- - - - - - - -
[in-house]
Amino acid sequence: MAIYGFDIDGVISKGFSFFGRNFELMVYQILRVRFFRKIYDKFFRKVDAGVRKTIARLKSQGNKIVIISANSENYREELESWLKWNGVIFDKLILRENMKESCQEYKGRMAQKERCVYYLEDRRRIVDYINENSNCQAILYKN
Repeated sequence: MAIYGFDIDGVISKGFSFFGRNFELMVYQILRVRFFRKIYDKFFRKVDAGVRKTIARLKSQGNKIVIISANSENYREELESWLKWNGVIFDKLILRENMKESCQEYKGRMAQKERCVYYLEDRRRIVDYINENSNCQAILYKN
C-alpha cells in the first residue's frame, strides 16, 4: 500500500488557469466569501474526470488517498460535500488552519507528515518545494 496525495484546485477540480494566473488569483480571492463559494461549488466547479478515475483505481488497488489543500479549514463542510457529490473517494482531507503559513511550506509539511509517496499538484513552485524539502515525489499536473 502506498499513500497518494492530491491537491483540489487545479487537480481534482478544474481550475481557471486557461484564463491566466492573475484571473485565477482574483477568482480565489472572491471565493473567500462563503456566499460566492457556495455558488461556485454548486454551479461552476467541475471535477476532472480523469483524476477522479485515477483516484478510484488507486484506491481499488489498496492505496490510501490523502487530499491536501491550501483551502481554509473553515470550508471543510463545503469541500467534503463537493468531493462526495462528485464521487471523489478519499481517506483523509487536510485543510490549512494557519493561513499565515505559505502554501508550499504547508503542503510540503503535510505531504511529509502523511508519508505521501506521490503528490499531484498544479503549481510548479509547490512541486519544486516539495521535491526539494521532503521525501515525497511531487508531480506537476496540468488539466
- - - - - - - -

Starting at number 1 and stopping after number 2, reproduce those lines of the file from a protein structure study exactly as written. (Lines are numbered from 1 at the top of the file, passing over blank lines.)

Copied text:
[in-house]
Amino acid sequence: MAIYGFDIDGVISKGFSFFGRNFELMVYQILRVRFFRKIYDKFFRKVDAGVRKTIARLKSQGNKIVIISANSENYREELESWLKWNGVIFDKLILRENMKESCQEYKGRMAQKERCVYYLEDRRRIVDYINENSNCQAILYKN